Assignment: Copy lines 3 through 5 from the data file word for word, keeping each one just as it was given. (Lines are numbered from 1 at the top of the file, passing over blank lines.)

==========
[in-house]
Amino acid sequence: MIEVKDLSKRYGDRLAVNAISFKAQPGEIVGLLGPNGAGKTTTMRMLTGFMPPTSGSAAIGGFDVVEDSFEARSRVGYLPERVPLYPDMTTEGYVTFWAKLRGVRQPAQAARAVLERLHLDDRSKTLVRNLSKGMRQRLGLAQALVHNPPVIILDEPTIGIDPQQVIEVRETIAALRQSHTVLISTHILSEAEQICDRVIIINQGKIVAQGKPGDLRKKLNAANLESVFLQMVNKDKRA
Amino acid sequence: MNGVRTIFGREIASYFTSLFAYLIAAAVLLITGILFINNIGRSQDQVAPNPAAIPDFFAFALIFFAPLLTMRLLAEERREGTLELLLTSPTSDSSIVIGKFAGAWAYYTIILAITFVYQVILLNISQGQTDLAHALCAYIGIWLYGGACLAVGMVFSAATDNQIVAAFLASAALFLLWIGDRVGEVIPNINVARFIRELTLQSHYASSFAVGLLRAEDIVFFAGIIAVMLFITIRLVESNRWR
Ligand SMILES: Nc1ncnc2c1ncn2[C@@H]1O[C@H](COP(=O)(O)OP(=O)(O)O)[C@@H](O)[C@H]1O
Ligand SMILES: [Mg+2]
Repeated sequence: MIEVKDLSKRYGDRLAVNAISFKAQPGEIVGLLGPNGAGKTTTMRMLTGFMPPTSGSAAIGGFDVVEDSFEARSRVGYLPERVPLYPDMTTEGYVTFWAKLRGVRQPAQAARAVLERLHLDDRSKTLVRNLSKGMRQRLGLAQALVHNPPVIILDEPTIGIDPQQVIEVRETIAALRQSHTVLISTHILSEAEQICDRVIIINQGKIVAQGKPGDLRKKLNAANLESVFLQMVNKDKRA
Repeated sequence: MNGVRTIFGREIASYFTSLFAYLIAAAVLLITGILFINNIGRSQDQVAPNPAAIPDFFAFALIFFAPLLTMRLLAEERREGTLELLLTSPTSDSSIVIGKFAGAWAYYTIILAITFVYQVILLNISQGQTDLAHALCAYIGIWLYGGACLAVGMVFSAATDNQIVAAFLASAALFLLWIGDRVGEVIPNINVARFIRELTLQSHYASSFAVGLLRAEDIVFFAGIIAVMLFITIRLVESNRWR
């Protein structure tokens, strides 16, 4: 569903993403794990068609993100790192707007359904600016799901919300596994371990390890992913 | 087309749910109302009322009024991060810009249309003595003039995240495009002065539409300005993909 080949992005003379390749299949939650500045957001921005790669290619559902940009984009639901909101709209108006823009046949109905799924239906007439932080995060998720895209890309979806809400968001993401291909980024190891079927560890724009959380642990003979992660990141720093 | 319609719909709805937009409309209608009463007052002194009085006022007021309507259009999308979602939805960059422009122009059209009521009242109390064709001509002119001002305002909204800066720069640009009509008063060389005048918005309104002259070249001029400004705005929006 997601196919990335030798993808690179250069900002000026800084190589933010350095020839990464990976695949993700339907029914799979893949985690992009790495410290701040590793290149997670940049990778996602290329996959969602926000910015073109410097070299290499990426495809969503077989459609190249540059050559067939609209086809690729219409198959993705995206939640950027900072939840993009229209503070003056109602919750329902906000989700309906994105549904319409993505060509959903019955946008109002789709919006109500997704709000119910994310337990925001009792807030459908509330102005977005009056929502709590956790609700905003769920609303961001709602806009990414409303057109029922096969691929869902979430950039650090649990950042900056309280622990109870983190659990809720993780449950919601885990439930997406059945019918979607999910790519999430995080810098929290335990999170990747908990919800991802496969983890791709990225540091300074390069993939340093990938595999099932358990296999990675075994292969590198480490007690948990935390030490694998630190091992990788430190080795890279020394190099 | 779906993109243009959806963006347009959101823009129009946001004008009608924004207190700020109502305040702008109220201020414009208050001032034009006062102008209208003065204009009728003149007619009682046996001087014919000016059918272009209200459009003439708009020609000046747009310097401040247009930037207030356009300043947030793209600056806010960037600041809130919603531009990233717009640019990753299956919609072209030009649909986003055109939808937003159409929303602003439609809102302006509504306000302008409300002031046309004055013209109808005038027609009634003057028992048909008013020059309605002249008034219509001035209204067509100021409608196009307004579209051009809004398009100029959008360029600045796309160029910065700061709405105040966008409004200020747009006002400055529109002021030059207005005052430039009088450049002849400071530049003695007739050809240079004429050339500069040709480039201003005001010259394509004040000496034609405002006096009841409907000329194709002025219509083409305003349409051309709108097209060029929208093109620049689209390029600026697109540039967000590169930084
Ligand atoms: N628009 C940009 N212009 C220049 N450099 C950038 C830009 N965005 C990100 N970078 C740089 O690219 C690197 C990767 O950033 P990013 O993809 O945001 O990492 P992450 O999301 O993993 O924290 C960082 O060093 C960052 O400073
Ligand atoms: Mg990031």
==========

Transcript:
Amino acid sequence: MNGVRTIFGREIASYFTSLFAYLIAAAVLLITGILFINNIGRSQDQVAPNPAAIPDFFAFALIFFAPLLTMRLLAEERREGTLELLLTSPTSDSSIVIGKFAGAWAYYTIILAITFVYQVILLNISQGQTDLAHALCAYIGIWLYGGACLAVGMVFSAATDNQIVAAFLASAALFLLWIGDRVGEVIPNINVARFIRELTLQSHYASSFAVGLLRAEDIVFFAGIIAVMLFITIRLVESNRWR
Ligand SMILES: Nc1ncnc2c1ncn2[C@@H]1O[C@H](COP(=O)(O)OP(=O)(O)O)[C@@H](O)[C@H]1O
Ligand SMILES: [Mg+2]